Yes. People always ask about components: Do I have right foot for myself? Do I have the right knee? And the biggest question always is, does the socket fit properly? We’re actually going to be talking among our group this week about the patient outcomes that will be the most useful. So we’re actually very actively doing this right now.
Is there anything at the policymaking level or the lawmaking level that you think could come out of this, as another benefit of having all this information?
I think this registry will allow us to standardize, measure, and report patient outcome data, which is of interest to the federal government so that they can make policies about healthcare delivery and best practices. Caregivers, researchers, policymakers, and payers all need standardized data from which they can draw conclusions. So having these patient-centric outcomes on the national scale will allow policymakers to better understand the best practices to provide the best care. If it means that some of the advanced technology gives better outcomes, the policymakers will want to know that so they can provide the best outcomes for people with limb loss.
I’m curious what feedback you’re hearing from manufacturers of prosthetic devices. Are they in active conversation with you, giving you ideas for what kinds of patient data might assist them in designing better technology?
Yes. There is an advisory board that has manufacturers’ representatives, research investigators, patients, and insurance providers to help guide us with regard to the information that’s needed. This is a multi-stakeholder registry, so we’re trying to get input from all the stakeholders to design it in a way that will be beneficial to all.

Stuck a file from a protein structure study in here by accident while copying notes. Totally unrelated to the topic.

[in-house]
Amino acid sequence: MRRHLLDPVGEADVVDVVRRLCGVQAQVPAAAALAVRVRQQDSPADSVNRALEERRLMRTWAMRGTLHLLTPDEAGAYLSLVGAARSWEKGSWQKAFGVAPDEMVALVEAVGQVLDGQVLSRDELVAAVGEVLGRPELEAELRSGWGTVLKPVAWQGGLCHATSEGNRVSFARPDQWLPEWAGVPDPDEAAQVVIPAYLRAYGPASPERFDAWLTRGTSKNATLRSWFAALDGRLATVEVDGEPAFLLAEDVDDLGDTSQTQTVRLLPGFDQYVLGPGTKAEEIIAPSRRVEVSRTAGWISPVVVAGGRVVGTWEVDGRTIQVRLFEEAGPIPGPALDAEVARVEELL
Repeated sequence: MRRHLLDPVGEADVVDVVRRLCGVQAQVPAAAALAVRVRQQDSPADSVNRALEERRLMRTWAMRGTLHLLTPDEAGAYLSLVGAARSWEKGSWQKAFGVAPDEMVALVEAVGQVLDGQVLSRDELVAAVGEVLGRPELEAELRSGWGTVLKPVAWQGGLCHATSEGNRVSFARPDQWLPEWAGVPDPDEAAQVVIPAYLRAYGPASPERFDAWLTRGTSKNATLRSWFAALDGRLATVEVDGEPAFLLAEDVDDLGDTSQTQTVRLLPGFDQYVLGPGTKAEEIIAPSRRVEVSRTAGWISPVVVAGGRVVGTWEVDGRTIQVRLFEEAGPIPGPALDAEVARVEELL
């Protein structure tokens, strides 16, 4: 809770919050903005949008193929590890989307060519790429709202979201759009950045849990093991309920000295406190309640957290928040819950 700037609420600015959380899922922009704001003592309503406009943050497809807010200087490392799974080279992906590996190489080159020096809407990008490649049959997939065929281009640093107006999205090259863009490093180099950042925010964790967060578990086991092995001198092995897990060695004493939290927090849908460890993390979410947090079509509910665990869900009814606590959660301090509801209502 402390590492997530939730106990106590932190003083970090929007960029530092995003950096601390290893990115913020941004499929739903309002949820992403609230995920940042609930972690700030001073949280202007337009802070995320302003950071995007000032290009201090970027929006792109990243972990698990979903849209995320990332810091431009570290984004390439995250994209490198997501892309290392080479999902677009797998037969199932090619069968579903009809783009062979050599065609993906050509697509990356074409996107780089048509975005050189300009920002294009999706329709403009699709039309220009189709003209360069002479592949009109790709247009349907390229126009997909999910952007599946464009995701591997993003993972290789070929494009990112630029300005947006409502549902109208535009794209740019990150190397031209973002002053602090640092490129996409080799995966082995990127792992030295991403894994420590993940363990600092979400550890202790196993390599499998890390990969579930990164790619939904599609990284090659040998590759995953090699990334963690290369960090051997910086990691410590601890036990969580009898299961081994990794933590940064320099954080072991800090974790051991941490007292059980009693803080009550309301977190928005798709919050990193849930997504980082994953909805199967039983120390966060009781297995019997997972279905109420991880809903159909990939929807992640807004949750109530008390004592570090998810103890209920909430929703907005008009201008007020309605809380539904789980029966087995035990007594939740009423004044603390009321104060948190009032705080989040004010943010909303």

Are there any unresolved issues regarding limb loss that you think might be clarified or myths that might be completely overturned by this data?
I think there will be. With this data, it’ll be possible to look at health disparities, whether it’s a racial disparity, a gender disparity, or a geographic disparity. Or it could be a payer disparity. So I think this will be really important, because now you can start to look at public health gaps. When you look at the distribution of obesity in the United States, there are definitely geographic disparities—and obesity is a common precursor to diabetes, which is a [common] precursor to limb loss.
What does the timetable look like going forward? When can people anticipate that they might be able to start interacting with the portal and start looking at some of this data?
Really important question. Task Order 1 is getting the [security] certification. Task Order 2 is to have information from hospitals and from prosthetists. That’s why we’re working with the health record vendors. We know what kind of data we want to get; we’ve basically got what they call the data dictionary defined. And then a future task order will be to build the patient portal.
Are you in any position to hazard a guess as to when that portal might be ready?
We’re starting to work on the dashboards now. The next step will be to do the technical part about how that data flows into the registry itself, how we build the the pipe. I would think that sometime in 2021 there will be water in the reservoir.